The serpent in my Eden was a fellow relief man who let me in on the bridgetenders' trade secret. He told me there were no boats. While the two other bridges along Eleventh had frequent business, our bridge was intensively idle. The mills up the waterway had long since burned down. The remaining factories required no ships tall enough to demand lifting the span.

"Then what are we dong here?"

"There's still a law on the books that says if you put a bridge over navigable waters you must be ready to remove the obstruction at the command of any vessels that come along."

So it was that my work habits changed. I brought to work not a typewriter but a sleeping bag and air mattress; I arrived at my nine o'clock class at the college more refreshed and less prepared. And so it was, too, that on a foggy Saturday night when a boat did blow for the bridge I was deep in the sack.

A Whistle in the Dark

I awoke to the sound of the boat whistling and looked out the window of the cabin. It was foggy, but dimly down the waterway I could see the lights on the mast of an approaching ship. I blew the whistle acknowledging receipt of the boat's command and went down the catwalk to the operating room, halfway between the platform and the roadbed on the outboard side of the bridge. I took with me the notes I had written on Joe Smith's lecture on how to raise the bridge.

1. I turned on the sirens and lights. At the first blink of red and howl of siren the headlights of the approaching cars slowed. In a moment cars at stopped at each end of the bridge. I felt a surge of power.

2. I pushed the button to close the gates. Nothing happened. I pushed again. Still nothing.

Perhaps the main power switch in the watchman's hut was open. I ran up to see, stubbing my bare toe painfully on the iron storm sill of the cabin door. The switch was closed. I looked out the window toward the approaching ship. It was still a long way off.

I blew the signal for him to stop.

Back came the signal for me to raise the bridge. He was coming through. I remembered being told, "When you're on this bridge you're in command--except when the master of a boat wants through, Congress says you've got to get the bridge out of his way."

I ran back to the control room and tried the switch again for the gates. Still no response. I looked at the line of stopped cars at each end of the bridge and thought, momentarily, about raising the bridge even with the gates down. Then I remembered the boys yelling Extra when the transit bus had plunged off the bridge years before. That was out.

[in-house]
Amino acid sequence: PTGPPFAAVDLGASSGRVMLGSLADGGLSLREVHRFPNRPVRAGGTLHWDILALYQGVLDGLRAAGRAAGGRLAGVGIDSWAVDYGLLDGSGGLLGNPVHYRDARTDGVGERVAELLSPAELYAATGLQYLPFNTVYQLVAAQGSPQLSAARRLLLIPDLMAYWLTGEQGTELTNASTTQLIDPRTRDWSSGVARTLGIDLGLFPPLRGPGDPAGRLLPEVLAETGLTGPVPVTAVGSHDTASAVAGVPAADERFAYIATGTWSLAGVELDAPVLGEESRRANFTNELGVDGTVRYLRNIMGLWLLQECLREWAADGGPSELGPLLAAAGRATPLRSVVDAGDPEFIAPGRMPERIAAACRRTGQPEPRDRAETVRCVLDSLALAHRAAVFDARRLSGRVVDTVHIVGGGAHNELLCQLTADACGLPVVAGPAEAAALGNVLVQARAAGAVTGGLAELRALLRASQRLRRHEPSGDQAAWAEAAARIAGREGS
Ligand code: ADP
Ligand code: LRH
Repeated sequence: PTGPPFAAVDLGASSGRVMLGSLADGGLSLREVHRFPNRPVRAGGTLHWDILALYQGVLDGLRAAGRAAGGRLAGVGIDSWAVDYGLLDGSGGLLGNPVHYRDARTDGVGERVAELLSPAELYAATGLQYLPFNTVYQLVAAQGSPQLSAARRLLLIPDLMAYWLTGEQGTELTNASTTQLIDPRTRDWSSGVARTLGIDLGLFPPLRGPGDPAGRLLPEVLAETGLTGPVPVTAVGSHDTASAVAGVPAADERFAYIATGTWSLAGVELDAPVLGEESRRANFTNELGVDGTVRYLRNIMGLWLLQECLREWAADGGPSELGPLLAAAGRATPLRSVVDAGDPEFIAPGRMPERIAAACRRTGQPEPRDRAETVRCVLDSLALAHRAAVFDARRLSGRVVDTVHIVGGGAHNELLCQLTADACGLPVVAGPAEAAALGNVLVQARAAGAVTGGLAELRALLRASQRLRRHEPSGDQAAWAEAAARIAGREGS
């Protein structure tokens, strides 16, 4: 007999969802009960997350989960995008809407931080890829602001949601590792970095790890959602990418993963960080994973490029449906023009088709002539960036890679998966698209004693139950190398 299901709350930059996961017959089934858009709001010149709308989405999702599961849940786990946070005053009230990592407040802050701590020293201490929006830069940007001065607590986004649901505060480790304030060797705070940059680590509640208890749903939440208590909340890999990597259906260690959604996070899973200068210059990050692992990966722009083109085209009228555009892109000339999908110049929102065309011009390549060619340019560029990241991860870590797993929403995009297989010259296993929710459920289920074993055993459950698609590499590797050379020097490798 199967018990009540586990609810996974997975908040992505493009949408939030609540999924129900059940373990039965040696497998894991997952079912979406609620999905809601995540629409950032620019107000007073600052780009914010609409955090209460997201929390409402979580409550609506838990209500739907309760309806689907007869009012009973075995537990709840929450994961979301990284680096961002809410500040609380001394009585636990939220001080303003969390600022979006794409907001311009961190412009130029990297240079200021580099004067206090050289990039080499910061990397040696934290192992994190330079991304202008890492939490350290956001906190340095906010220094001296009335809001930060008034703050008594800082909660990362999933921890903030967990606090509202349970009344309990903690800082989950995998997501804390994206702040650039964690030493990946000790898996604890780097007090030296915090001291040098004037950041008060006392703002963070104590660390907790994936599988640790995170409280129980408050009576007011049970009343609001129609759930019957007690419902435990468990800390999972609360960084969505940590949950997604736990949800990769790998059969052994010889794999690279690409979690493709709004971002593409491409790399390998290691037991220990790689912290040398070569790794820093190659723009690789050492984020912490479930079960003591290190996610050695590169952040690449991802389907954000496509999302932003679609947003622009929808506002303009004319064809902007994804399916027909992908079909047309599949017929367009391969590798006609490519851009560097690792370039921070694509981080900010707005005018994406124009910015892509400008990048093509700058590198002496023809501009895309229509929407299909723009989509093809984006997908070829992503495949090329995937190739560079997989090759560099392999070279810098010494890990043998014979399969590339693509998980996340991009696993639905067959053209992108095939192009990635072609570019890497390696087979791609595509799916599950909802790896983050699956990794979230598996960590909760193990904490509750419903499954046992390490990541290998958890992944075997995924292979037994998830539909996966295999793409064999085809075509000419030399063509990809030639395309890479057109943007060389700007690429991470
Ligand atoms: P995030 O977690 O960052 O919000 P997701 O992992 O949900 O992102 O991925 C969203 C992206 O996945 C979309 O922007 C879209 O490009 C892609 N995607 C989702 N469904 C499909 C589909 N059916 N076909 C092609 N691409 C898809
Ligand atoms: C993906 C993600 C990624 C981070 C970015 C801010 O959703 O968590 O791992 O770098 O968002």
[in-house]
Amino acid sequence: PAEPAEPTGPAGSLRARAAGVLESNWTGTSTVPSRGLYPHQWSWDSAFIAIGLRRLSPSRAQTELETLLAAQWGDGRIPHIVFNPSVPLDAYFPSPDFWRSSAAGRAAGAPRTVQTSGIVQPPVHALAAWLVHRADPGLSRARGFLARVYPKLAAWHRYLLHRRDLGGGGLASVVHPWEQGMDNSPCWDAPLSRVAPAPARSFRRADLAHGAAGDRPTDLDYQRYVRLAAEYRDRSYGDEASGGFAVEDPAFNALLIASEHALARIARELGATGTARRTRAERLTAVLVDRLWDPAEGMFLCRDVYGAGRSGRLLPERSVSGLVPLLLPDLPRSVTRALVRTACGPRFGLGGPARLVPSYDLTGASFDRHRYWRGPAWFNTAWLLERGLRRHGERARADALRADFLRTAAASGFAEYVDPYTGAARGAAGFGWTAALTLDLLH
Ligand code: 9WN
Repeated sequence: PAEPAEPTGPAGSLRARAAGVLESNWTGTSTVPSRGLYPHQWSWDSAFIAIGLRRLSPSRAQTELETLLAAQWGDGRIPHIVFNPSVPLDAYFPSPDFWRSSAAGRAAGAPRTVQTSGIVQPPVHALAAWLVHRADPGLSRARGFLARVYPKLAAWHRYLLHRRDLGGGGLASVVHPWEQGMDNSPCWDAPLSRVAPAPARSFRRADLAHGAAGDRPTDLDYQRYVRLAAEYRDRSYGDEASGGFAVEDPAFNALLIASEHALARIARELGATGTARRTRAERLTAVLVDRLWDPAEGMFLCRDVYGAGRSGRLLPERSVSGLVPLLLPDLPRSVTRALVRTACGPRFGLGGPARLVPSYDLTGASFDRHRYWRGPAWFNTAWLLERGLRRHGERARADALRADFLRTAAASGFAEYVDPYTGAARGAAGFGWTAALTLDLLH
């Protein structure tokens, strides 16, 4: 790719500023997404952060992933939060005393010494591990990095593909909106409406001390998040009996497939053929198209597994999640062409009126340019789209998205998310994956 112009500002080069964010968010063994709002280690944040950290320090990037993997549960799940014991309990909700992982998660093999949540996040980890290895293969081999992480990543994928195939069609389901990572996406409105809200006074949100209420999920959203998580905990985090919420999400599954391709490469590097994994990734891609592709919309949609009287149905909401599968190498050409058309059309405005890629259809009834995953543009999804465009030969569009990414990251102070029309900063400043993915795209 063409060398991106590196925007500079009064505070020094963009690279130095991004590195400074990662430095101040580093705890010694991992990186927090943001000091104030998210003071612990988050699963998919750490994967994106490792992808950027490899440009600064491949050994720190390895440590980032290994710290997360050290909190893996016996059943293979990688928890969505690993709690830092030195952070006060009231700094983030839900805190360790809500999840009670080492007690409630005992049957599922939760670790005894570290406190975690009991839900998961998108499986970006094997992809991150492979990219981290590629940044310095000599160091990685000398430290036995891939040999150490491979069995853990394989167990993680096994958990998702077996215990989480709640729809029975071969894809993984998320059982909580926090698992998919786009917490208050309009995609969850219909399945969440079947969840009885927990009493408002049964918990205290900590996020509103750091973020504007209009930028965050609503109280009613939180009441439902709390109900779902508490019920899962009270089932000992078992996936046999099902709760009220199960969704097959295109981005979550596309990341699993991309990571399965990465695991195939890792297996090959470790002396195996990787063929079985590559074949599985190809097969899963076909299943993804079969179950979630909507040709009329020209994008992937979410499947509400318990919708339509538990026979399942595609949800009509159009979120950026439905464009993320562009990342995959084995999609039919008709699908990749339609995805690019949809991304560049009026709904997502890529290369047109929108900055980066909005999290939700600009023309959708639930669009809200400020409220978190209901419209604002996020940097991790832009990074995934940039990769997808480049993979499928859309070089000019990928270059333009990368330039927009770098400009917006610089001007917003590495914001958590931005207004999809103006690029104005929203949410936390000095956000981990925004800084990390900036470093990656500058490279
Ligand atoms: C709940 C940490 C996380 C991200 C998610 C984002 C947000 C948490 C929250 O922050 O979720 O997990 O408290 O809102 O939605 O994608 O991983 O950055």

But the cars had stopped and that gave me an idea. I grabbed a pair of flashlights, scurried down to the roadbed, and raced to the nearest car. A young man was wrapped around a girl. I tapped on the window and he looked up.

"Pardon. I'm the bridgetender and I can't close the gates and I'm not supposed to raise the bridge until I close them. Would you mind standing out here and flagging down any car that tries to come past?"


I repeated it.

"You mean you can't raise the bridge until the gates are down and you can't close the gates?"

"That's it."

"Thanks," he said, gunned the motor, and Vroom! off he went across the open bridge.

I went to the next car. A thin young man was alone in it. "I'm a deputy sheriff," I told him. "Take this flashlight and flag down any cars that try to come by."

"Yes, sir," he said, taking the light.

I started to run to the opposite side but as I hit the metal mesh on the roadbed of the lift section I slipped and fell. The flashlight shattered.

As I picked myself up the boat whistled again.

I felt panic. Then I had another idea. I ran back up the steps to the cabin, stubbing my toe again on the storm sill. I dialed operator and asked for the police station. She rang. A woman answered.

"This is the Eleventh Street Bridge," I panted.

"Oh, quit your kidding," and she hung up.

I asked the operator again for the police station, got it, and said, "I'm the operator on the Eleventh Street Bridge. This is an emergency; I need two prowl cars right away."

"Yes, sir," she said.


I looked out the window to see where the boat was. No boat. I looked out the other window. No boat. I went out on deck and looked in both directions. No boat. Then I heard something below and looked down. Through the grill I could see the lights of the boat passing beneath.

It was a tug and had not needed the bridge raised.

I sighed and I cursed and I went down and turned off the lights and sirens. I went back up to the cabin and wondered how I would ever write this on the morning report. And as I sat, the sirens began to wail again.

"Oh my God, a short circuit," I thought, and started for the control room. But as I got out on the deck, a stampede of cops came running up the catwalk from the deck, their guns drawn.

And the lead cop said, "It's all right, mac. We got that crazy son of a bitch with the flashlight."

A few weeks later Congress passed a special act putting the Eleventh Street Bridge on a stand-by basis. A skipper must give four hours notice if he wants it raised. After that I retired from bridgetending and things became dull.